[A] governmental unit owes a particular individual a duty of care when its officer or agent, in a position and with authority to act, has or should have had knowledge of a condition that violates safety standards prescribed by statute or regulation, and that presents a risk of serious harm to the individual or his property. When such serious injury is reasonably foreseeable, the governmental unit has a duty to exercise reasonable care for the individual's safety.
The state of Minnesota law after Cracraft v. City of St. Louis Park, 279 N.W.2d 801 (Minn. 1979), quoted in the special concurrence, is at best unsettled.
Other jurisdictions have recognized the growing trend toward imposing liability upon governmental units for negligence in execution of statutory duties. Royal Indemnity Co. v. City of Erie, 372 F. Supp. 1137 (W.D.Pa. 1974) (Pennsylvania law); State v. Jennings, 555 P.2d 248 (Alaska 1976); Adams v. State, 555 P.2d 235 (Alaska 1976); Sexstone v. City of Rochester, 32 A.D.2d 737, 301 N.Y.S.2d 887 (1969); Coffey v. City of Milwaukee, 74 Wis.2d 526, 247 N.W.2d 132 (1976); Dutton v. Bognor Regis Urban District Council, 1 Q.B. 373.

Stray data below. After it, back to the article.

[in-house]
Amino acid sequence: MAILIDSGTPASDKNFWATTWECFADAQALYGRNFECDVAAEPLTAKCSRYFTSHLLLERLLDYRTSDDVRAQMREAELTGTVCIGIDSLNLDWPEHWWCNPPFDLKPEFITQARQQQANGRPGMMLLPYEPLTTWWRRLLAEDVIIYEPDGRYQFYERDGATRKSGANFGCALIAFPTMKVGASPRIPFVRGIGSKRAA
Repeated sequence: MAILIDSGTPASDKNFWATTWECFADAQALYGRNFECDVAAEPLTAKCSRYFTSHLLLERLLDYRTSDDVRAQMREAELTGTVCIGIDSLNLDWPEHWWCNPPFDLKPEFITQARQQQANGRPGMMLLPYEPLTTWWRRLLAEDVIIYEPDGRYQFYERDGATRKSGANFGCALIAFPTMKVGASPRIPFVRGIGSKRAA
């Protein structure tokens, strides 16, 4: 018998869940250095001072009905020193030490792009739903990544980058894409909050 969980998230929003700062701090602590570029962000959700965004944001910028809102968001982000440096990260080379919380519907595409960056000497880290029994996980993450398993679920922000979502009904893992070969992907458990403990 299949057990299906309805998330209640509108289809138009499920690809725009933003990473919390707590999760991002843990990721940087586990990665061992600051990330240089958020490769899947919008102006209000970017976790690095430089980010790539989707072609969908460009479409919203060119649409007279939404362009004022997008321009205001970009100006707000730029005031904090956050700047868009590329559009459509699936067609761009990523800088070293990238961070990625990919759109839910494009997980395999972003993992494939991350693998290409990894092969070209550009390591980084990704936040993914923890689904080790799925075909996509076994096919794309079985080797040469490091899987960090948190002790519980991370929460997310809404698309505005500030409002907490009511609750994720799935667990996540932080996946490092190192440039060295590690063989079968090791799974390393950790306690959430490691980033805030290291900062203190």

Of all the cases finding liability, only Halvorson, Runkel, Lorshbough, Sexstone, and Dutton reach the issue of negligence in the discharge of statutory obligations. As the special concurrence points out, a few others are based on affirmative conduct: negligence in the discharge of a duty voluntarily undertaken. But none of these cases advance the notion that statutes and ordinances similar to those of Iowa and Des Moines create a duty only to the public generally. Typical is Alaska's treatment of the problem in the context of affirmative conduct: